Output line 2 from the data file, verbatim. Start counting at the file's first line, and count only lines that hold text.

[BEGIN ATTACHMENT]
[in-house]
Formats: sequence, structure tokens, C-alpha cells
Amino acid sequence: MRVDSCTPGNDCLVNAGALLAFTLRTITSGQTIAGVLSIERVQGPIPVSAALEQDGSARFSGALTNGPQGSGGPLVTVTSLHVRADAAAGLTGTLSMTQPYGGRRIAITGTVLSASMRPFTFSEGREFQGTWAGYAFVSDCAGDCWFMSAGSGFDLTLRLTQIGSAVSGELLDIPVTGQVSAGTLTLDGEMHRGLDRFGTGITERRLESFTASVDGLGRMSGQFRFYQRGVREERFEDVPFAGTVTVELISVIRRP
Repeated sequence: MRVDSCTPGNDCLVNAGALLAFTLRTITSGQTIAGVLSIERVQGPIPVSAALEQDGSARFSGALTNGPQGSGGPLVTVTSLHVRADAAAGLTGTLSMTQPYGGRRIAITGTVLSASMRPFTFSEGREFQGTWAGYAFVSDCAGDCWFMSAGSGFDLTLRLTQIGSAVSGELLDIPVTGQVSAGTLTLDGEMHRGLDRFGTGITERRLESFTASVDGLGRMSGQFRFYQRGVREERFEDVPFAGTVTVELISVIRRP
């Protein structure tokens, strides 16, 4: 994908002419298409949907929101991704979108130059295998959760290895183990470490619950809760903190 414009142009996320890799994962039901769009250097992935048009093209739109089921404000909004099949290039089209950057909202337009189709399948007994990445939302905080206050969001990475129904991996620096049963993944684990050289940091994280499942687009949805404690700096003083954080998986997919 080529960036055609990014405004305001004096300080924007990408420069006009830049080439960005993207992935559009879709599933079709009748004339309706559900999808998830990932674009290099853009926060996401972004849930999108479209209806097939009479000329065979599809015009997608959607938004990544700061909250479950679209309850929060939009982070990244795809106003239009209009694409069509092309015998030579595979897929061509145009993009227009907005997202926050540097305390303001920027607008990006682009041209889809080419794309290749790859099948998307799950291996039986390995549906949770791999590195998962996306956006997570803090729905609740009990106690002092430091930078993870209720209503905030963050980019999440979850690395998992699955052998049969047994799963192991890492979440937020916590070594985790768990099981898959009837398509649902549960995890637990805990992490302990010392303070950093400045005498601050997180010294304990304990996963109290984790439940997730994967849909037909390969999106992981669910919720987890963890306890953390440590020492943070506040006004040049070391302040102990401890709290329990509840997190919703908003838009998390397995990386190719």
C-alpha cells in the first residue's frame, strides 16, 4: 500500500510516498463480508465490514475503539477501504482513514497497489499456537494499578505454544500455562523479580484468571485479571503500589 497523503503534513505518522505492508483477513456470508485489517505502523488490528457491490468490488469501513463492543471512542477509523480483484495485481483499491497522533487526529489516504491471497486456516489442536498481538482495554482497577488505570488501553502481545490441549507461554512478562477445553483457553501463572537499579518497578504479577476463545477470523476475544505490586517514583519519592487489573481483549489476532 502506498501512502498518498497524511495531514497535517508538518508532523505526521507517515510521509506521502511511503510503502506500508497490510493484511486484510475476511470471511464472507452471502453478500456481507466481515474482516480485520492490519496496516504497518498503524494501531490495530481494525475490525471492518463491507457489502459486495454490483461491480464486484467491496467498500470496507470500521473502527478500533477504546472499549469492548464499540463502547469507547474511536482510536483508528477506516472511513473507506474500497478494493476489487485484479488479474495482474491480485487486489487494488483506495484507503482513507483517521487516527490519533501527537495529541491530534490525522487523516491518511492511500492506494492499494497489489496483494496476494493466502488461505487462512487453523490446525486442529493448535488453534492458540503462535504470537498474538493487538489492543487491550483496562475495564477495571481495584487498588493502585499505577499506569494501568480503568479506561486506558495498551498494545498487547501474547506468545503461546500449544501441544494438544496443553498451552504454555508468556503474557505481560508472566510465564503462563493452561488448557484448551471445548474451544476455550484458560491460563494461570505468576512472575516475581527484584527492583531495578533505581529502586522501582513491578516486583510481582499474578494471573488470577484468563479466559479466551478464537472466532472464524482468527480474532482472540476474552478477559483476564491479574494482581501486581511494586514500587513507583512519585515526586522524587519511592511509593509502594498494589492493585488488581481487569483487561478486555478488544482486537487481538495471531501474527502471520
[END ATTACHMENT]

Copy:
Formats: sequence, structure tokens, C-alpha cells